Willa Brooks graduated from Duke’s Master of Environmental Management (MEM) program in the Spring of 2019. Her Masters research employed a type of evidence synthesis, called evidence mapping, to systematically identify studies which evaluated impacts of social and ecological conservation interventions in mangrove ecosystems. This research is part of a larger project in collaboration with the World Wide Fund for Nature (WWF), the Ocean Evidence Systematic Map Bass Connection project, which Willa project managed through her second year at Duke.
Prior to attending Duke, Willa lived at sea as a fishery observer, and held seasonal positions in Eleuthera, the Bahamas, and in Guinjata, Mozambique contributing to research related to sustainable fisheries. She has worked intermittently as an intern in the Ichthyology Unit at the Museum of Natural Science in Raleigh since 2015, contributing to research on fish phylogenetics and lionfish brain morphology.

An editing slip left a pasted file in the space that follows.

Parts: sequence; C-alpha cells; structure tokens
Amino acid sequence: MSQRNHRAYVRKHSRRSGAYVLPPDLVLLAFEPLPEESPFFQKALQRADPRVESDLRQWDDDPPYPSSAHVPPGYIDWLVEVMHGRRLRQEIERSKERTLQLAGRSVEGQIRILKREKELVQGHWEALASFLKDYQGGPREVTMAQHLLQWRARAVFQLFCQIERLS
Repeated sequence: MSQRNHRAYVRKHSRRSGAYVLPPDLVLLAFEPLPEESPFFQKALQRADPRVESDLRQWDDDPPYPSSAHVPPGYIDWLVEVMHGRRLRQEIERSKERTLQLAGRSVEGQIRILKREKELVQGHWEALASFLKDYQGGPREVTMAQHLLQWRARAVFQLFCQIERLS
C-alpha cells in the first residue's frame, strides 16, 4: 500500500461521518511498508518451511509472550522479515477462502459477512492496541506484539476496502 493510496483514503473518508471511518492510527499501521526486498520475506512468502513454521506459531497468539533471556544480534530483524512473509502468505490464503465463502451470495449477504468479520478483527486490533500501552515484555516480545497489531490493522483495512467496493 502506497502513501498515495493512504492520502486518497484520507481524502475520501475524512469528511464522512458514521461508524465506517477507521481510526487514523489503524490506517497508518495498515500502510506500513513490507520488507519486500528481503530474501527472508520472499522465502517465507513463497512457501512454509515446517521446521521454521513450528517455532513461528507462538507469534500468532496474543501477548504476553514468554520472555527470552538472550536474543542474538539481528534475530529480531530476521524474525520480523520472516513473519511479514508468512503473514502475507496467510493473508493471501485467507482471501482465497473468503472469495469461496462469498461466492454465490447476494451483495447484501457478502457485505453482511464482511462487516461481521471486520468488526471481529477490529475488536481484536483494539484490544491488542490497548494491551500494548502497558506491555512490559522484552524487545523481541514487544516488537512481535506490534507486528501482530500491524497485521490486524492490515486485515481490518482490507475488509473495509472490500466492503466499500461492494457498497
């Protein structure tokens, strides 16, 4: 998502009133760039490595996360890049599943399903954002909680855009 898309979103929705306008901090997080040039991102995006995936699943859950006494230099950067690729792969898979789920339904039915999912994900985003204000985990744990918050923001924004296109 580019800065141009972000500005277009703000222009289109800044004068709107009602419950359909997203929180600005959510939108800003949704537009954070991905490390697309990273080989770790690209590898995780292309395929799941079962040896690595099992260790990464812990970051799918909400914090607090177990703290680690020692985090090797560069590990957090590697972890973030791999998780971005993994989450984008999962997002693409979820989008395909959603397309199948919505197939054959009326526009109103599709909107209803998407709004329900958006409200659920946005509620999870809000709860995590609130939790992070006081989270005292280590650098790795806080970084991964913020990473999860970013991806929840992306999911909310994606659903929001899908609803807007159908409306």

Willa currently works as a Data Technician on the Illuminating Hidden Harvest team. In this role, she provides feedback on data submitted by consultants in support of a collaboration between Duke, WorldFish, and FAO seeking to estimate global economic contributions provided by small-scale fishing.
In her free time, she enjoys scuba diving, playing beach volleyball, and learning about new packages in R.
M.E.M., Coastal Environmental Management, certificate in Geospatial Analysis, Duke Nicholas School of the Environment, 2019
B.S. Environmental Science, minor in Mathematics, Emory University, 2014